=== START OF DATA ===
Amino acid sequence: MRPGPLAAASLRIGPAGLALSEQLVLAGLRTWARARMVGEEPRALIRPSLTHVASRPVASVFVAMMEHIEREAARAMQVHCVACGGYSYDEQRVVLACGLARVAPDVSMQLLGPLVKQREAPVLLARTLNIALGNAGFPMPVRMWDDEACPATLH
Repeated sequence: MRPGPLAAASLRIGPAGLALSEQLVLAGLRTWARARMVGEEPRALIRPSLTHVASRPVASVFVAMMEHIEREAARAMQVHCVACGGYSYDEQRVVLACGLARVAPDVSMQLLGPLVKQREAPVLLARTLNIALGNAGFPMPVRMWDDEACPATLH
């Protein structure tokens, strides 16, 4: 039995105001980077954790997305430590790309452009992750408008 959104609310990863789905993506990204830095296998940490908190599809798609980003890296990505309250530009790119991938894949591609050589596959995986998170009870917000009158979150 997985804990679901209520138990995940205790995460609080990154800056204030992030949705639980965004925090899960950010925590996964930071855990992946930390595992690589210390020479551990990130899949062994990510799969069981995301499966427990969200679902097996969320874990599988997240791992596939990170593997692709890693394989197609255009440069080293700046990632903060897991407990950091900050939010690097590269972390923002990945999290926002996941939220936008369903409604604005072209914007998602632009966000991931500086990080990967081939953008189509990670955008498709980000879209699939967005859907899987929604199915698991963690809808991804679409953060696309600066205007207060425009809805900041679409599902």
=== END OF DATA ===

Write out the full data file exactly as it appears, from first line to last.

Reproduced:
Amino acid sequence: MRPGPLAAASLRIGPAGLALSEQLVLAGLRTWARARMVGEEPRALIRPSLTHVASRPVASVFVAMMEHIEREAARAMQVHCVACGGYSYDEQRVVLACGLARVAPDVSMQLLGPLVKQREAPVLLARTLNIALGNAGFPMPVRMWDDEACPATLH
Repeated sequence: MRPGPLAAASLRIGPAGLALSEQLVLAGLRTWARARMVGEEPRALIRPSLTHVASRPVASVFVAMMEHIEREAARAMQVHCVACGGYSYDEQRVVLACGLARVAPDVSMQLLGPLVKQREAPVLLARTLNIALGNAGFPMPVRMWDDEACPATLH
């Protein structure tokens, strides 16, 4: 039995105001980077954790997305430590790309452009992750408008 959104609310990863789905993506990204830095296998940490908190599809798609980003890296990505309250530009790119991938894949591609050589596959995986998170009870917000009158979150 997985804990679901209520138990995940205790995460609080990154800056204030992030949705639980965004925090899960950010925590996964930071855990992946930390595992690589210390020479551990990130899949062994990510799969069981995301499966427990969200679902097996969320874990599988997240791992596939990170593997692709890693394989197609255009440069080293700046990632903060897991407990950091900050939010690097590269972390923002990945999290926002996941939220936008369903409604604005072209914007998602632009966000991931500086990080990967081939953008189509990670955008498709980000879209699939967005859907899987929604199915698991963690809808991804679409953060696309600066205007207060425009809805900041679409599902």